So, we're still "full steam ahead" with fMRIPrep. I don't know which part of the fMRIPrep pipeline changed between 1.1.7 and 1.3.2 to make our results slightly different, but the differences don't change the interpretation of the comparisons.

UPDATE 6 September 2019: The raw images of the dataset we used for these comparisons is now on openneuro, called DMCC13benchmark. I plan to add our preprocessed images, afni GLM output, and analysis code as time permits.

Tuesday, January 15, 2019

RSA: how to describe with a single number? - update 2

This post is another entry in the occasional series about RSA matrix quantification; the last one described two common methods: one based on differences (mean subtraction; the "contrast" method) and the other on Kendall's tau-a. Another common method is to use Pearson correlation.

I've thought of correlation as a very different quantification metric than mean subtraction. However, Michael Freund, a graduate student in the CCP lab, pointed out that there are connections between them: if you normalize the RSA matrix in the right way, quantification by mean subtraction is equivalent to correlation. This post has examples to illustrate this equivalence, as well as how the two methods (mean subtraction without scaling and correlation-types) vary in what they measure. Code for the examples and figures is at the end of this post.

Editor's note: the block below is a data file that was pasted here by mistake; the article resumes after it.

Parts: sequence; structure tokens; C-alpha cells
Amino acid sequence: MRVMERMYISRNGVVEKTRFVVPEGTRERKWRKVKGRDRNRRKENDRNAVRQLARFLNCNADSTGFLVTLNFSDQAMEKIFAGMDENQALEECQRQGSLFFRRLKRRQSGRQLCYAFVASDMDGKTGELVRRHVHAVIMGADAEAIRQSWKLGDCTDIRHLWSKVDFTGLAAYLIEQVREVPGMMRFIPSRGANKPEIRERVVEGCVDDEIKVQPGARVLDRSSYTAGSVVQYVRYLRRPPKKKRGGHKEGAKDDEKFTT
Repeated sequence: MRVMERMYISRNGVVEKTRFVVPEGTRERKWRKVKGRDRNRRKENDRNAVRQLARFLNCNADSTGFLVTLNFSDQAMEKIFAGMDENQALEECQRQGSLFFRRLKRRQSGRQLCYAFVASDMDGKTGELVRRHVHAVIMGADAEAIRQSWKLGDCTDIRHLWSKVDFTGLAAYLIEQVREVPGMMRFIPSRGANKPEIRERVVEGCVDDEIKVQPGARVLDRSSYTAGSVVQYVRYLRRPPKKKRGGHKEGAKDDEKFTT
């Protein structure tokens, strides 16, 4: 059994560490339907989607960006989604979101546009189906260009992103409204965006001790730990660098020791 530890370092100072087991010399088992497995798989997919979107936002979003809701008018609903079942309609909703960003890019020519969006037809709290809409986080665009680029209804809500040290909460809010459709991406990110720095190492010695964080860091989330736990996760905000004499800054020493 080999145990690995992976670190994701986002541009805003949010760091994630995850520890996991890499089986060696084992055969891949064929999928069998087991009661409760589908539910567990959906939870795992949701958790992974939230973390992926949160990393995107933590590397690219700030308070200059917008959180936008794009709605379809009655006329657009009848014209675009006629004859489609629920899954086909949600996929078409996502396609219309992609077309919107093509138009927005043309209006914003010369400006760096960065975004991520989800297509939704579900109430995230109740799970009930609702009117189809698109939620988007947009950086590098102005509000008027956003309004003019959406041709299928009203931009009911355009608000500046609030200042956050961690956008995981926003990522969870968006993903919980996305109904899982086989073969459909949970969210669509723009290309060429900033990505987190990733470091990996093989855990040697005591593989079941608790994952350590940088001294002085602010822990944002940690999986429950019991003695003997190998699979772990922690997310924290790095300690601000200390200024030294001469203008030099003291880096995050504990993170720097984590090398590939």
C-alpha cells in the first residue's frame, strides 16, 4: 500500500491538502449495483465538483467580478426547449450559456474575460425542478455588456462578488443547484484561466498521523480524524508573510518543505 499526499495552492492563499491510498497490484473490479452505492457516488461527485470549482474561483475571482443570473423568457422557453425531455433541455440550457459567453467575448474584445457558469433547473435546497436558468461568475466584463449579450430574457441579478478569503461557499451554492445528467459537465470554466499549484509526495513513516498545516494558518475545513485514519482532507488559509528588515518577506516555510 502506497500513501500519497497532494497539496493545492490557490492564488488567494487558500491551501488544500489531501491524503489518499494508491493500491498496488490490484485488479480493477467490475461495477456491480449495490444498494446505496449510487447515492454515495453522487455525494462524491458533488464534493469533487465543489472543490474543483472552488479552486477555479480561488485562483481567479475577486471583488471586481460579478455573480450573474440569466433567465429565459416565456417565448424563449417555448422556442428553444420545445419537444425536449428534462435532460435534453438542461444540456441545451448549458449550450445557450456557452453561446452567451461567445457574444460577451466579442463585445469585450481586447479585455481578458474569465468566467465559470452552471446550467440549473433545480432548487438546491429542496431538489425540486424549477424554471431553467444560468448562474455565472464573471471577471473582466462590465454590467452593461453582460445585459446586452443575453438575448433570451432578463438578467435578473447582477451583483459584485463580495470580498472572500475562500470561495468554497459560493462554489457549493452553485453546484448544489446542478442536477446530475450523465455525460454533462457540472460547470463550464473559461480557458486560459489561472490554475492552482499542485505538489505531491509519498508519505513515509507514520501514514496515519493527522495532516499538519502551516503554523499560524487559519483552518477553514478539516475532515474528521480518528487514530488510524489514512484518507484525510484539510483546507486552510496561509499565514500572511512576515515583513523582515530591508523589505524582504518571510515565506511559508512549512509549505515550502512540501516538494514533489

Here are the 10 example RSA matrices and the reference matrix used for quantification. In the reference matrix, we expect the grey cells (1, the "target" cells) to have higher correlation than the white (0).  The number in the cells of each of the 10 example RSA matrices (e.g., from different participants) are Pearson correlations. Color scaling ranges from dark blue (1) to dark red (-1), with white for 0.

And here are the quantification scores for each matrix, calculated by each of the four methods. First, notice that the ordering of the quantification scores for the 10 example matrices is the same for difference and correlation quantification after vnorm scaling (diff.vnorm and corr.vnorm), and the same as the no-scaling correlation quantification (corr). Calculating the differences without scaling (diff, black) gives a different ordering. This demonstrates the property that Michael Freund pointed out: the distinction between the difference and correlation quantification isn't the metric but whether the RSA matrix is vector-normalized before quantification (see code line 127).

So the quantification scores (and associated interpretation - which example matrix is "best"?) vary between diff and corr (along with diff.vnorm and corr.vnorm, but I'll just use corr as shorthand); but where do the differences come from?